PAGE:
Spirited Away (2001)

spirited away poster 2001 movie
9.0 Overall Score
Story: 8/10
Acting: 8/10
Visuals: 10/10

Great visuals, strong story, good voice actors

Nonsense style of plot will not work for everyone

Movie Info

Movie Name:  Spirited Away

Studio:  Tokuma Shoten/Studio Ghibli/Nippon Television Network

Genre(s):  Animated/Sci-Fi/Fantasy/Family

Release Date(s):  July 20, 2001 (Japan)/September 20, 2002 (US)

MPAA Rating:  PG

spirited away parents pigs chihiro food

Doesn’t anyone know you aren’t supposed to eat fairy food?

Chihiro Ogino is forced to leave her home and friends when his father takes a new job in a different city.  A stop at a strange tunnel leads Chihiro and her family into another dimension.  Chihiro’s parents fall prey to the temptation of the fairy world, and now it is up to Chihiro to discover a way rescue them.  Taking a job at a strange bathhouse, Chihiro finds herself tending to the strange guests.  The bathhouse is ruled by the mysterious Yubaba who has an assistant named Haku who might be the key to saving Chihiro’s and her parents…but Haku has a mystery himself.

Written and directed by Hayao Miyazaki, Spirited Away (or 千と千尋の神隠し or Sen to Chihiro no Kamikakushi aka Sen and Chihio’s Spirited Away) is an animated fantasy adventure.  Following Miyazaki’s Princess Mononoke in 1997,  the film was heralded by critics and won the Academy Award for Best Animated Feature.  The movie often is listed as “must see” movies for younger children and knocked Titanic out as Japan’s top box-office film of all time.  In the United States, the film was released by Walt Disney and had the vocal talents of Daveigh Chase, Jason Marsden, Suzanne Pleshette, Michael Chiklis, Lauren Holly, John Ratzenberger, Rodger Bumpass, and David Ogden Stiers.

spirited away chihiro sen no face monster poison

Nope…nothing terrifying about this at all

Spirited Away is a great movie.  The look and style of the film really are a culmination of Miyazaki’s art and borrow from his other work to bring out his style.  It is combined with a great story which feels like a strange combination of classic fairy tales.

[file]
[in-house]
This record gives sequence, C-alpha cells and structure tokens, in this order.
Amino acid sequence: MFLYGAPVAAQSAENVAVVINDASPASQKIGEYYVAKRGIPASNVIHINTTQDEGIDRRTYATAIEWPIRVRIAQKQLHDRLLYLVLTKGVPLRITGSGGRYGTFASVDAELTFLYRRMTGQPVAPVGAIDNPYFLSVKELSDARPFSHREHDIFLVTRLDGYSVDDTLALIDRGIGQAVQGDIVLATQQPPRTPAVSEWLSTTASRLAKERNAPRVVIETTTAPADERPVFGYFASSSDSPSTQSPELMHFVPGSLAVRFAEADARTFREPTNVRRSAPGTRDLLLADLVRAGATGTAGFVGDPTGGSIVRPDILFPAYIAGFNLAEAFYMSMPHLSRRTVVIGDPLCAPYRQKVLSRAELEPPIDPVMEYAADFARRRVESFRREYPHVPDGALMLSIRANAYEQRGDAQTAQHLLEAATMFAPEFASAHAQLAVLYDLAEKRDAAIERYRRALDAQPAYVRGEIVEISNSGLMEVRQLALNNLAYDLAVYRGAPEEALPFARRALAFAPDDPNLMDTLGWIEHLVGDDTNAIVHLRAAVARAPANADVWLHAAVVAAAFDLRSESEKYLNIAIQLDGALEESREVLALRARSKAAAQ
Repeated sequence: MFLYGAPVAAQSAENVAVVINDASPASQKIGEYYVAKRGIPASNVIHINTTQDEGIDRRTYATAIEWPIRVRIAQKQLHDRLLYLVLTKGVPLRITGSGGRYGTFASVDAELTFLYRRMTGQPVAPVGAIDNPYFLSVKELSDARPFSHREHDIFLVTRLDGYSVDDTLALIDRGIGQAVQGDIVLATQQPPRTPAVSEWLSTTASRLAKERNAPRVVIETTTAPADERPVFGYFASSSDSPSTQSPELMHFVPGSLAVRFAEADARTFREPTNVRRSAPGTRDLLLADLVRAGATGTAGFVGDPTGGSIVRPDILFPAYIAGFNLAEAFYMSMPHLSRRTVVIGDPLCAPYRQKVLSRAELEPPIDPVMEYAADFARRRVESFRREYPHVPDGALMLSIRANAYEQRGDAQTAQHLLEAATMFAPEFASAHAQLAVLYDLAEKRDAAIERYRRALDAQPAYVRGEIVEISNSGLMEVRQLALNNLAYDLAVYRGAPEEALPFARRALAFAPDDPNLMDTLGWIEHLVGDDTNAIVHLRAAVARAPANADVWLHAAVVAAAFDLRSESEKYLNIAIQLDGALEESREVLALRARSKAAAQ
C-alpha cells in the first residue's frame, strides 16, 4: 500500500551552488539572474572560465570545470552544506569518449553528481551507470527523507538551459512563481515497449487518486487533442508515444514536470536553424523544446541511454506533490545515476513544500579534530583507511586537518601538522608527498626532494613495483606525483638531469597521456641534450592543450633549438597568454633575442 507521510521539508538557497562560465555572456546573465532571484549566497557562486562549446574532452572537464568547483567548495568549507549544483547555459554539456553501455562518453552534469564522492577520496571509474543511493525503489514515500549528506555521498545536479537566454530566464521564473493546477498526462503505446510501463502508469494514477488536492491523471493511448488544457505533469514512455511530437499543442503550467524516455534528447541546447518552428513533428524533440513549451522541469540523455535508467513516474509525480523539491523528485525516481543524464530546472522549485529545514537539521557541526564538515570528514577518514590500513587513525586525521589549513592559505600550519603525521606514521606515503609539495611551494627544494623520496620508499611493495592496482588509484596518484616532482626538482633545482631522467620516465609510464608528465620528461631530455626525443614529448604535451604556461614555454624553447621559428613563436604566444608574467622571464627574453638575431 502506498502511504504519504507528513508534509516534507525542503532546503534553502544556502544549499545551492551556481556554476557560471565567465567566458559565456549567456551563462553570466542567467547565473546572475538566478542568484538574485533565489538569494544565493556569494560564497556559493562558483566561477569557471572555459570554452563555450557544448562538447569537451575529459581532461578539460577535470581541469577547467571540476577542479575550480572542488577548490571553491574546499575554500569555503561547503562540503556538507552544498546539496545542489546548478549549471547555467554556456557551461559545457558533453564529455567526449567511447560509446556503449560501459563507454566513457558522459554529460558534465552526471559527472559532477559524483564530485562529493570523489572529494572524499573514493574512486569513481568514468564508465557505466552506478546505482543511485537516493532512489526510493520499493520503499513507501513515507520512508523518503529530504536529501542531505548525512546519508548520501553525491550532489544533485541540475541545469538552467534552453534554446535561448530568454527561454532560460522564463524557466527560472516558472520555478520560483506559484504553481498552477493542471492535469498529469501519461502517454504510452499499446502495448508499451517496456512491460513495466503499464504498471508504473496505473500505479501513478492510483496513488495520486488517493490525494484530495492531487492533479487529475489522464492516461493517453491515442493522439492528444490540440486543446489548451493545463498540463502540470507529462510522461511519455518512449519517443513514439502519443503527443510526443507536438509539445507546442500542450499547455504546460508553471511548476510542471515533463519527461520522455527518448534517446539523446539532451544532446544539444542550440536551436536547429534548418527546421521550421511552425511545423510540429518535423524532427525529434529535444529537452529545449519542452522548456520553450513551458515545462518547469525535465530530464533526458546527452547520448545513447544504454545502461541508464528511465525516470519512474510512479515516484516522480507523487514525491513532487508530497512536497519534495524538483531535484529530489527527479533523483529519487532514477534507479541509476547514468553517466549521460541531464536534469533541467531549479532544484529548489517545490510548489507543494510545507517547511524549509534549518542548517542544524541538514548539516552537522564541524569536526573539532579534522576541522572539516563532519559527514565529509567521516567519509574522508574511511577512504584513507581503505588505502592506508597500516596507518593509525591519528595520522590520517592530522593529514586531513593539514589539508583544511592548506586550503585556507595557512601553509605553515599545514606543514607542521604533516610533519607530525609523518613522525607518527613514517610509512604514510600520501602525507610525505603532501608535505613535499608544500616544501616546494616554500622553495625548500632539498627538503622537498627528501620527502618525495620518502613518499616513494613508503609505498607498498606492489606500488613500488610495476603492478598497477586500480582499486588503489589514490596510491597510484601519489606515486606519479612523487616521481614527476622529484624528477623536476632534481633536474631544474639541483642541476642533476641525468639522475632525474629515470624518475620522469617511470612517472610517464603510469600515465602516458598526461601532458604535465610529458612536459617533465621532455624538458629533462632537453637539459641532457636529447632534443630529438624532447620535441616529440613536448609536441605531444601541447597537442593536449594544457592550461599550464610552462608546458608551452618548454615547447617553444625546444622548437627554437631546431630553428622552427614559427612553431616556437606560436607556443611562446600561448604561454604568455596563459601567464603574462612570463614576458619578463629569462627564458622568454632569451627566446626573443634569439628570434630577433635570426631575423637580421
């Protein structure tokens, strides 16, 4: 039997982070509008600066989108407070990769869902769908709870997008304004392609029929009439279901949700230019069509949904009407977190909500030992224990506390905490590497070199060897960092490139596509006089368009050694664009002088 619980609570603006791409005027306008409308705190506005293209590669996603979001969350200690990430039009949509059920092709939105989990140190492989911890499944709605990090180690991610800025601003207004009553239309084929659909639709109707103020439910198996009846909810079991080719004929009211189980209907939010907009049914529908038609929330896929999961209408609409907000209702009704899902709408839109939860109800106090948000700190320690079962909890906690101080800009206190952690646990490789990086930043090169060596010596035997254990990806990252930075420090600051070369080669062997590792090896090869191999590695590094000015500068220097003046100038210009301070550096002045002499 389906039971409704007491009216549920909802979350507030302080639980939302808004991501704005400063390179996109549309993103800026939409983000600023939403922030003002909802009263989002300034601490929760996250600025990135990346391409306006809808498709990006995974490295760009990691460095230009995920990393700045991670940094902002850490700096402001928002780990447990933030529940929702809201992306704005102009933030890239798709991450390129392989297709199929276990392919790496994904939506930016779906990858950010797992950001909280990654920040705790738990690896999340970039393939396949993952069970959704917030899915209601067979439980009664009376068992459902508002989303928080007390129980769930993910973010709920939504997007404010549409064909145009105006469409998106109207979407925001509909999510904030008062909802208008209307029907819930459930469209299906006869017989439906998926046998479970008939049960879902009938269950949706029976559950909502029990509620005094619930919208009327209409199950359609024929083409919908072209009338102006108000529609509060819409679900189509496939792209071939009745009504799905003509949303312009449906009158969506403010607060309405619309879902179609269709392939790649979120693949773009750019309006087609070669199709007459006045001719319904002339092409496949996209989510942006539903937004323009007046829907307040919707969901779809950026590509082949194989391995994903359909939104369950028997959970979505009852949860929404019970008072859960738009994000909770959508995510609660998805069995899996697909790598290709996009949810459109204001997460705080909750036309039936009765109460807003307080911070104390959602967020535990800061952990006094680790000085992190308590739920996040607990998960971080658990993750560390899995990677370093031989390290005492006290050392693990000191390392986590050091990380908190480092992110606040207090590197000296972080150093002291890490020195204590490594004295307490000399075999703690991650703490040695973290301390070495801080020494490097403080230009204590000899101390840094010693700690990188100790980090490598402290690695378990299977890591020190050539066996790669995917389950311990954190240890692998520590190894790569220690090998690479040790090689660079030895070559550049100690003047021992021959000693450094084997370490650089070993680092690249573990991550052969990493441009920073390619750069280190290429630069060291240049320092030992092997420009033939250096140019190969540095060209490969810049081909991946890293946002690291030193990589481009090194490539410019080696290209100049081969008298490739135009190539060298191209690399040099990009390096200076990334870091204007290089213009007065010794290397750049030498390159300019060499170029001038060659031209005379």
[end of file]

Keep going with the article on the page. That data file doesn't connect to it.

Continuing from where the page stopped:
Spirited Away feels a lot like Alice in Wonderland.  I always found Wonderland scary, but a good scary.  Much like Alice, Chihiro is kind of bratty at the beginning of the film…but she still is a kid.  Unlike Alice, Chihiro feels changed by the end of the story.  The adventures and the characters all feel like straight out of Alice in Wonderland like Yubaba and her child Boh which are reminiscent of the Duchess and her baby.  The whole story plays like the nonsense genre inspired by Lewis Carroll’s work combined with aesthetics of Japanese folklore.

Children like to be scared a bit and this movie is scary in a kids’ world. Nothing bad happens in the film, but the idea of wanting to get rid of parents but being scared when it happens is a common theme.  The creatures and enemies in the movie pose real threats to Chihiro, but the movie also has a nice reassuring feel to it that keeps a kid from being too freaked out by the story…it might just be a bit hard for them to follow on occasion.

spirited away haku dragon chihiro

Maybe I should wait to tell you about the whole river thing after we get to the ground…

As mention, the art for the film is fantastic.  The characters have so much life and little details like Chihiro tapping the toes of her shoes when she puts them on to push her foot forward show great detail.  The colors and style of the movie really are anime at its best.  The dustballs also show a great resemblance to the spirits in My Neighbor Totoro. and have also shown up in other Miyazaki works.

I like Spirited Away a lot…it is a fun movie and one of those rare movies I purchased before I even saw it. The reason is that I loved Princess Mononoke so much and loved Miyazaki’s art.  I did not however love Spirited Away as much as Princess Mononoke, but it is a different style of film for a different audience.  It can be enjoyed by all, but a younger audience will probably enjoy it more than adults.  Miyazaki followed Spirited Away with Howl’s Moving Castle in 2004.

Author: JPRoscoe View all posts by
Follow me on Twitter/Instagram/Letterboxd @JPRoscoe76! Loves all things pop-culture especially if it has a bit of a counter-culture twist. Plays video games (basically from the start when a neighbor brought home an Atari 2600), comic loving (for almost 30 years), and a true critic of movies. Enjoys the art house but also isn't afraid to let in one or two popular movies at the same time.

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